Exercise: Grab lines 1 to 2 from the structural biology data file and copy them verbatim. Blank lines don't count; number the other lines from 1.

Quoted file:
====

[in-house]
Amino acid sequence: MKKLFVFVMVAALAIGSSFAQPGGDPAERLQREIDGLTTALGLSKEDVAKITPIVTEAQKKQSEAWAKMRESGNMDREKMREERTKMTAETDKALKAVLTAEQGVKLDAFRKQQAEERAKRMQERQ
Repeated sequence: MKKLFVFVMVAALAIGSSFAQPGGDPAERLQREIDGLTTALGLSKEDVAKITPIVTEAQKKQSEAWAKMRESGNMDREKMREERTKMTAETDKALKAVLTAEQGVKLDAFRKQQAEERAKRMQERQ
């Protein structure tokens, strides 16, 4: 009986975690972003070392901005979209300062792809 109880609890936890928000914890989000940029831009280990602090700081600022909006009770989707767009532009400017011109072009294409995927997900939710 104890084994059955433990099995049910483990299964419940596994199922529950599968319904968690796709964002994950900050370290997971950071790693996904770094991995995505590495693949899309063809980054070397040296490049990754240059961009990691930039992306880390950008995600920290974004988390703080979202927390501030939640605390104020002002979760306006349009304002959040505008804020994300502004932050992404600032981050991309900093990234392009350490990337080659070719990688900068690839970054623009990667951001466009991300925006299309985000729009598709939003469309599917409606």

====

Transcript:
[in-house]
Amino acid sequence: MKKLFVFVMVAALAIGSSFAQPGGDPAERLQREIDGLTTALGLSKEDVAKITPIVTEAQKKQSEAWAKMRESGNMDREKMREERTKMTAETDKALKAVLTAEQGVKLDAFRKQQAEERAKRMQERQ